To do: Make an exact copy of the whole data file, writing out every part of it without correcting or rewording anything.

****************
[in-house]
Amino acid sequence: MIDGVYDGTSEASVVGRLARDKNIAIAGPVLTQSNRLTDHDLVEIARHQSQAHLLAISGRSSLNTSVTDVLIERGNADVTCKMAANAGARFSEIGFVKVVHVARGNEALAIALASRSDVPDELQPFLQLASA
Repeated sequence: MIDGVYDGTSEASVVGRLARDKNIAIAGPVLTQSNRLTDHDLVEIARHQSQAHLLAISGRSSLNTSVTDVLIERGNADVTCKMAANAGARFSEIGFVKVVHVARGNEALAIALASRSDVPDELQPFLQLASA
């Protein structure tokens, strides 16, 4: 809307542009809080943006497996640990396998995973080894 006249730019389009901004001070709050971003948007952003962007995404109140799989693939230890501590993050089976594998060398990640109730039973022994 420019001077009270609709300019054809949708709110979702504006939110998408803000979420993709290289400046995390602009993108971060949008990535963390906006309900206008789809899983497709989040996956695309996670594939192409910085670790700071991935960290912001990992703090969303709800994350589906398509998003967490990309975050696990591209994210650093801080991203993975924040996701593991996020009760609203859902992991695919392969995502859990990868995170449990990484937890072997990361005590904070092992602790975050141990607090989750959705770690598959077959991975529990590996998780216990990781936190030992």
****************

[in-house]
Amino acid sequence: MIDGVYDGTSEASVVGRLARDKNIAIAGPVLTQSNRLTDHDLVEIARHQSQAHLLAISGRSSLNTSVTDVLIERGNADVTCKMAANAGARFSEIGFVKVVHVARGNEALAIALASRSDVPDELQPFLQLASA
Repeated sequence: MIDGVYDGTSEASVVGRLARDKNIAIAGPVLTQSNRLTDHDLVEIARHQSQAHLLAISGRSSLNTSVTDVLIERGNADVTCKMAANAGARFSEIGFVKVVHVARGNEALAIALASRSDVPDELQPFLQLASA
């Protein structure tokens, strides 16, 4: 809307542009809080943006497996640990396998995973080894 006249730019389009901004001070709050971003948007952003962007995404109140799989693939230890501590993050089976594998060398990640109730039973022994 420019001077009270609709300019054809949708709110979702504006939110998408803000979420993709290289400046995390602009993108971060949008990535963390906006309900206008789809899983497709989040996956695309996670594939192409910085670790700071991935960290912001990992703090969303709800994350589906398509998003967490990309975050696990591209994210650093801080991203993975924040996701593991996020009760609203859902992991695919392969995502859990990868995170449990990484937890072997990361005590904070092992602790975050141990607090989750959705770690598959077959991975529990590996998780216990990781936190030992």